My buddy Geoff Nesbitt (not his real name) sent me a link recently alerting me to a disturbing cosmological finding reported by Professor John Webb of the University of New South Wales in Sydney, Australia. The disturbing finding was that the fine structure constant-known as alpha- may be not the same everywhere throughout our universe.
According to Webb: “We found a hint that the value of the fine structure constant was different in certain regions of the universe. Not just as a function of time, but actually also in direction in the universe, which is really quite odd if it’s correct … but that’s what we found… This may mean that there are actual regions of the universe in which the inhabitants don’t need twelve or more different remotes to operate their various entertainment devices. “
Webb also reported another disturbing finding, noting that some of his socks were going missing after doing loads of laundry in his new high-speed washing machine.
Anyway, where was I? Oh yes. Alpha-the fine structure constant. Alpha is denoted by the Greek letter α, oddly enough, and it describes the strength of the interactions between charged particles like electrons, protons, pelotons, antipelotons, democraticons and republicons. Alpha was discovered by studying the emission spectrum of hot atomic hydrogen gas. These hot gases, referred to by some lay people as “hot air”, are also a very common characteristic shared by both stellar objects and politicians. “Spin” is another shared property.
Here is one of the more common definitions of alpha, where e is the decimal fraction of honest politicians in the universe relative to the total number of politicians in the universe and ħc is short for “Hanging Chad” or maybe “Hilary Clinton” depending on what region of the political universe you are currently located in:
Don’t get me wrong. I think The Fine Structure Constant is a fine (!) name for a mathematical constant. And maybe even an OK name for a string quartet ensemble. I just feel like maybe we shouldn’t go calling something a constant when it doesn’t remain constant. And that’s exactly what Professor John Webb at the University of New South Wales is saying.
Professor Webb was recently interviewed by Kepler Hubble Jr. III, a reporter for the Sydney Daily Parabolic Reflector, located in Dubbo, New South Wales for some strange reason.
Kepler Hubble III: “So Professor Webb, what exactly are you saying about the variable nature of the fine structure constant?”
Professor Webb: “I’m saying that this is something that is taken very seriously and is regarded, quite correctly with scepticism, even by me, even though I did the first work on it with my students. But it’s something you’ve got to test because it’s possible we do live in a weird universe.”
Kepler Hubble Jr. III: “How weird?”
Professor Webb: “Very weird. Imagine the State of Florida but with a diameter of 93 billion light-years.”
Kepler Hubble Jr. III: “Wow! How many metres is that?”
Professor Webb: “About 8.8×1026 metres or 880 yottametres.”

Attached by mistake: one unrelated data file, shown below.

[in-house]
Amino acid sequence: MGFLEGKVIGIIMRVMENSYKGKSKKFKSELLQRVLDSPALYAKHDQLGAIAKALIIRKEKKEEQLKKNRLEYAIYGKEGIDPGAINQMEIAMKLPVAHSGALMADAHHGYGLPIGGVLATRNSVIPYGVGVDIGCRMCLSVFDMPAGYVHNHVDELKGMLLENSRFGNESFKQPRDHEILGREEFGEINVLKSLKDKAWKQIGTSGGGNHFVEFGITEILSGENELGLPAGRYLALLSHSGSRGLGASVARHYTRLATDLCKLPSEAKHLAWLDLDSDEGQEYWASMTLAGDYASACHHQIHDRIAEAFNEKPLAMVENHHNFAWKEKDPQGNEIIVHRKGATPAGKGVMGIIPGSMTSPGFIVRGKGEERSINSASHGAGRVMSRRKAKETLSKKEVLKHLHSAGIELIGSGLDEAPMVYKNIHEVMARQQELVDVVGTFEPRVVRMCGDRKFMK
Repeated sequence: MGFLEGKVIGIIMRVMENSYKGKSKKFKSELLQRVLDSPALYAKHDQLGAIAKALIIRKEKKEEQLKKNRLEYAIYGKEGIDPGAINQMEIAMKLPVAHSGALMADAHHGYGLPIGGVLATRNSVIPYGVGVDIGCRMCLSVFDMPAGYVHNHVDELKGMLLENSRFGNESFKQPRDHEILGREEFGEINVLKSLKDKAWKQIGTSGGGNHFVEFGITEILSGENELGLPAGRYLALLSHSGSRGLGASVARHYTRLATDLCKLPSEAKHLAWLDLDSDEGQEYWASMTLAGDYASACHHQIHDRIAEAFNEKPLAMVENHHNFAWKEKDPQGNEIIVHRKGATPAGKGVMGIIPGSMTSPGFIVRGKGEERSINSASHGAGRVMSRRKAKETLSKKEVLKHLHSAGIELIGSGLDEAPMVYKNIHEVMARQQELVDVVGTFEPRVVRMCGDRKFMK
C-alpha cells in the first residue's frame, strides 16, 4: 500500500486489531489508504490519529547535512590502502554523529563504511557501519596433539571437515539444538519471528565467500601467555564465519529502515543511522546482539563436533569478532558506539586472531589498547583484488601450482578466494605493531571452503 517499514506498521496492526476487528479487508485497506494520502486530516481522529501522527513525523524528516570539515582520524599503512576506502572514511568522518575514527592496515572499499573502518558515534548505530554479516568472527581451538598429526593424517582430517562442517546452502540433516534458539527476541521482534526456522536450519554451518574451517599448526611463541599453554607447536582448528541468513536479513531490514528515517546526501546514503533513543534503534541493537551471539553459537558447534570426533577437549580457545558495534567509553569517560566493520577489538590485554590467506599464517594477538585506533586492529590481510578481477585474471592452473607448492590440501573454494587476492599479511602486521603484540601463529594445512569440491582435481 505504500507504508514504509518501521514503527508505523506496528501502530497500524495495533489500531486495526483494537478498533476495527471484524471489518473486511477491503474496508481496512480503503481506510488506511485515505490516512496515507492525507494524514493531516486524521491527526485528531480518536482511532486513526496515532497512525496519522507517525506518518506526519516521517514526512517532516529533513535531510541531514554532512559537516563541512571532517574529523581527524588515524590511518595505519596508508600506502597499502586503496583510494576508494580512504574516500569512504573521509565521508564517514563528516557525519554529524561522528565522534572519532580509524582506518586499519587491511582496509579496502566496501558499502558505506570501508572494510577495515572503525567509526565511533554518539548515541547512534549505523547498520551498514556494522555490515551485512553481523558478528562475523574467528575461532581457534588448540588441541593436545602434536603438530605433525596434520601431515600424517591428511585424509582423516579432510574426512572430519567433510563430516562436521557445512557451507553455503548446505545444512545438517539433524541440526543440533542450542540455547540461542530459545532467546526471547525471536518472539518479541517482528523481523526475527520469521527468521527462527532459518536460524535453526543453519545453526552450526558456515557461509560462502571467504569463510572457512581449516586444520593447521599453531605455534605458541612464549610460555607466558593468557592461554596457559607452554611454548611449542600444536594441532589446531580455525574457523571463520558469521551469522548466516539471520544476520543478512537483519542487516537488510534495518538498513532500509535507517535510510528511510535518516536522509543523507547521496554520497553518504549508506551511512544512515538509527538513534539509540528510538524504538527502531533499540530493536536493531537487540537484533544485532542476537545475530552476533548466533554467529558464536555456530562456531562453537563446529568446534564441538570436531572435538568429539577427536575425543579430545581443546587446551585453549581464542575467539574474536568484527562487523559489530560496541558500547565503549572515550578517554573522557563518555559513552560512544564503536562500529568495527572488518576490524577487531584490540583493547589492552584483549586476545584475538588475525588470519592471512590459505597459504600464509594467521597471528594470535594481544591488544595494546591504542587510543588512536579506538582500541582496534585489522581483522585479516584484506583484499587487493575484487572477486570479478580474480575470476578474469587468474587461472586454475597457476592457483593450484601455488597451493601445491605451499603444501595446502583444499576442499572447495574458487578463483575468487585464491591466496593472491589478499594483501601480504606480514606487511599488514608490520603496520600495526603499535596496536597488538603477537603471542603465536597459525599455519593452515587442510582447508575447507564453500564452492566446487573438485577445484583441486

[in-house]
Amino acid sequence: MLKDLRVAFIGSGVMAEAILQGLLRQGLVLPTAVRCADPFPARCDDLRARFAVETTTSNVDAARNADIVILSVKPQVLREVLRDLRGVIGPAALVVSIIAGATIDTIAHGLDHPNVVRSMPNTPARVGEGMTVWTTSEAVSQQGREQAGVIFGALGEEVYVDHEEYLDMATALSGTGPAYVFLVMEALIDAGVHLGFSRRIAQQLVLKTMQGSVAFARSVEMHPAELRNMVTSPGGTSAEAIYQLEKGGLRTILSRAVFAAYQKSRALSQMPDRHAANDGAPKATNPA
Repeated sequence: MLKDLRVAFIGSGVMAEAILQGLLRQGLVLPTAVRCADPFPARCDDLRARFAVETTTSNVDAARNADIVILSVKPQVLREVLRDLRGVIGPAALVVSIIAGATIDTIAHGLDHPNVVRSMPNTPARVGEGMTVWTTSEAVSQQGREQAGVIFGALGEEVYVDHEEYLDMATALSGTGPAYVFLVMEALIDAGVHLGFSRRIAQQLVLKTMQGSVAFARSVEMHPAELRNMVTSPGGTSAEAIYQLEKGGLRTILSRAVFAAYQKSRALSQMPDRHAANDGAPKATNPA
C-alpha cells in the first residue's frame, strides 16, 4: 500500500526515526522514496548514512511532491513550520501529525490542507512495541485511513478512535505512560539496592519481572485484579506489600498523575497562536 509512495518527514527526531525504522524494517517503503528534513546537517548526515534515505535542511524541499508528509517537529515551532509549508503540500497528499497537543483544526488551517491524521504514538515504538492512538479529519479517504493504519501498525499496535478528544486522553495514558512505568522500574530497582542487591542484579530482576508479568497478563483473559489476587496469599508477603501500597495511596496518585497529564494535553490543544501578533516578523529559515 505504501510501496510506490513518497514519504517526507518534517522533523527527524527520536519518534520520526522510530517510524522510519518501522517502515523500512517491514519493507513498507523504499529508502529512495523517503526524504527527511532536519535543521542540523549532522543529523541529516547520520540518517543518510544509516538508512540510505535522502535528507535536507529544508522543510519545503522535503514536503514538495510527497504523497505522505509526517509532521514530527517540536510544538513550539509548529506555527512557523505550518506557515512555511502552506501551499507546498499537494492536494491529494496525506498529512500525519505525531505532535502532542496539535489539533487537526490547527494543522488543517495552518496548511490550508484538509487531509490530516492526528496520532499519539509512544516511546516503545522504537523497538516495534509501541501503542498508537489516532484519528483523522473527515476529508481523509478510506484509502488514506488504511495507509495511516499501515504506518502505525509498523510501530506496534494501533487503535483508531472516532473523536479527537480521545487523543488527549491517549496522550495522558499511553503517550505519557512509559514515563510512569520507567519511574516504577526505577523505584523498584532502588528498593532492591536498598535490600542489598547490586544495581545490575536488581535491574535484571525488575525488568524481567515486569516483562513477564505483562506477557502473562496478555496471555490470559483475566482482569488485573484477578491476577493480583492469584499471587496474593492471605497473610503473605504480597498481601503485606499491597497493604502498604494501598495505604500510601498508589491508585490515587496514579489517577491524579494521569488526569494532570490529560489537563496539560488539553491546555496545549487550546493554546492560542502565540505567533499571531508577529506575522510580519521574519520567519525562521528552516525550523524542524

Kepler Hubble Jr. III: “That’s a lotta metres!”
Professor Webb: “No, I said ‘yottametres’ not ‘a lotta metres’. Honest mistake on your part. Think nothing of it. But y’oughta try writing out all the zeros in that number some time.”
Kepler Hubble Jr. III: “Right, then. Two more rapid-fire questions coming your way here. How on Earth did you figure out that there might be a problem with the fine structure constant? And also, should I get a tattoo like the person in this photo?”
Professor Webb: “Firstly, cosmological constants like alpha are often determined by peering at distant objects through powerful telescopes and then earning a PhD in Astrophysics after doing a bunch of math. Secondly, I would only get a tattoo like the one in the photo if I were currently in prison. And had rather large guns.”
Kepler Hubble Jr. III: “Would those distant objects you peer at include the Chukchi Peninsula currently attached to Russia?”
Professor Webb: “No, we mostly like to look at quasars. The Chukchi Peninsula was reserved for Sarah Palin to keep an eye on.”
Kepler Hubble Jr. III: “Fair enough. Is there anything else you have learned that you’d like to share with us Professor Webb?”
Professor Webb: “Absolutely! One of the other things that my grad students have determined is that you should NEVER press the “Escape Velocity” button on your Tesla.”
Kepler Hubble Jr. III: “Thank you very much Professor. One last question here: what’s next on your research agenda?”
Professor Webb: “I’d like to find out where my socks went. I have a theory that due to the high rotational velocity of the spin basket in my new washing machine, a sort of temporary tiny black hole might be forming inside of it and sucking my socks into a parallel universe.”
Kepler Hubble Jr. III: “Hmmmm…What does your wife think about this theory?”
Professor Webb: “I wish I knew. She disappeared a couple of days after the washing machine arrived. My grad students are looking for her right now.”
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